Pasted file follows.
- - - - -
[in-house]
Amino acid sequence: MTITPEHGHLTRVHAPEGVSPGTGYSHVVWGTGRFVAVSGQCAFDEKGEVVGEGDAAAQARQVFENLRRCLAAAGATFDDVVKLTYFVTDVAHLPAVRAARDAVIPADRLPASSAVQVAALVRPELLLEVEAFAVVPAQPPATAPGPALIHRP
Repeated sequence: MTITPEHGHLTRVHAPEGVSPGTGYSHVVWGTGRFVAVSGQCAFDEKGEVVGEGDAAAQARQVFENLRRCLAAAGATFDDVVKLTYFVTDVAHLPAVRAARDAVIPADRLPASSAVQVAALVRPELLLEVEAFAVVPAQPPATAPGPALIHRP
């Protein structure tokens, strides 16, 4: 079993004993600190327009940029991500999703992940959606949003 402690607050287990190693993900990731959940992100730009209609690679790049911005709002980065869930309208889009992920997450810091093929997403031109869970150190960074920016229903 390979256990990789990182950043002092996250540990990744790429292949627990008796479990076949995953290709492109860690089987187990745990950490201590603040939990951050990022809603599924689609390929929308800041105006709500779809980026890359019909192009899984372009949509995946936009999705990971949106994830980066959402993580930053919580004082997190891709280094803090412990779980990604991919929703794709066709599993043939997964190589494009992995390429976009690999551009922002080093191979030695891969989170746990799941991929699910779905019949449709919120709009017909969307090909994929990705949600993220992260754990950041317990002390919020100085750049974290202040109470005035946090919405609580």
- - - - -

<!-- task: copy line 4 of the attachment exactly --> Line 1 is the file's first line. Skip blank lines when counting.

């Protein structure tokens, strides 16, 4: 079993004993600190327009940029991500999703992940959606949003 402690607050287990190693993900990731959940992100730009209609690679790049911005709002980065869930309208889009992920997450810091093929997403031109869970150190960074920016229903 390979256990990789990182950043002092996250540990990744790429292949627990008796479990076949995953290709492109860690089987187990745990950490201590603040939990951050990022809603599924689609390929929308800041105006709500779809980026890359019909192009899984372009949509995946936009999705990971949106994830980066959402993580930053919580004082997190891709280094803090412990779980990604991919929703794709066709599993043939997964190589494009992995390429976009690999551009922002080093191979030695891969989170746990799941991929699910779905019949449709919120709009017909969307090909994929990705949600993220992260754990950041317990002390919020100085750049974290202040109470005035946090919405609580």